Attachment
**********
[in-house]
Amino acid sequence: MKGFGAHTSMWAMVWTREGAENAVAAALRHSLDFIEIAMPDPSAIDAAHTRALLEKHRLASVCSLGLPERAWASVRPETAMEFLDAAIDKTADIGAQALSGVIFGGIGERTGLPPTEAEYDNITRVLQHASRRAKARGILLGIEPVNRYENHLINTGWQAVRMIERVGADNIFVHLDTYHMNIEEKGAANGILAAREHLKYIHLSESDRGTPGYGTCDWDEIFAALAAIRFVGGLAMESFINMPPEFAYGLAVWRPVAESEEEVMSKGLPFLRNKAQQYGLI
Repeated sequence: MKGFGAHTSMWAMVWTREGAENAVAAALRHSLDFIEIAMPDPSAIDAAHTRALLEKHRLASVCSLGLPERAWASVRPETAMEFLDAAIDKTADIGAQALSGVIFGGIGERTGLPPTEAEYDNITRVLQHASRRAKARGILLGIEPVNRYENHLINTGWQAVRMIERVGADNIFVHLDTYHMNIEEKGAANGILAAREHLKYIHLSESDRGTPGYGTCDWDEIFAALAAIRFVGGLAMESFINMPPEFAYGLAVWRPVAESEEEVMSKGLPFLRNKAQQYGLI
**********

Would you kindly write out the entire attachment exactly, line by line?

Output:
[in-house]
Amino acid sequence: MKGFGAHTSMWAMVWTREGAENAVAAALRHSLDFIEIAMPDPSAIDAAHTRALLEKHRLASVCSLGLPERAWASVRPETAMEFLDAAIDKTADIGAQALSGVIFGGIGERTGLPPTEAEYDNITRVLQHASRRAKARGILLGIEPVNRYENHLINTGWQAVRMIERVGADNIFVHLDTYHMNIEEKGAANGILAAREHLKYIHLSESDRGTPGYGTCDWDEIFAALAAIRFVGGLAMESFINMPPEFAYGLAVWRPVAESEEEVMSKGLPFLRNKAQQYGLI
Repeated sequence: MKGFGAHTSMWAMVWTREGAENAVAAALRHSLDFIEIAMPDPSAIDAAHTRALLEKHRLASVCSLGLPERAWASVRPETAMEFLDAAIDKTADIGAQALSGVIFGGIGERTGLPPTEAEYDNITRVLQHASRRAKARGILLGIEPVNRYENHLINTGWQAVRMIERVGADNIFVHLDTYHMNIEEKGAANGILAAREHLKYIHLSESDRGTPGYGTCDWDEIFAALAAIRFVGGLAMESFINMPPEFAYGLAVWRPVAESEEEVMSKGLPFLRNKAQQYGLI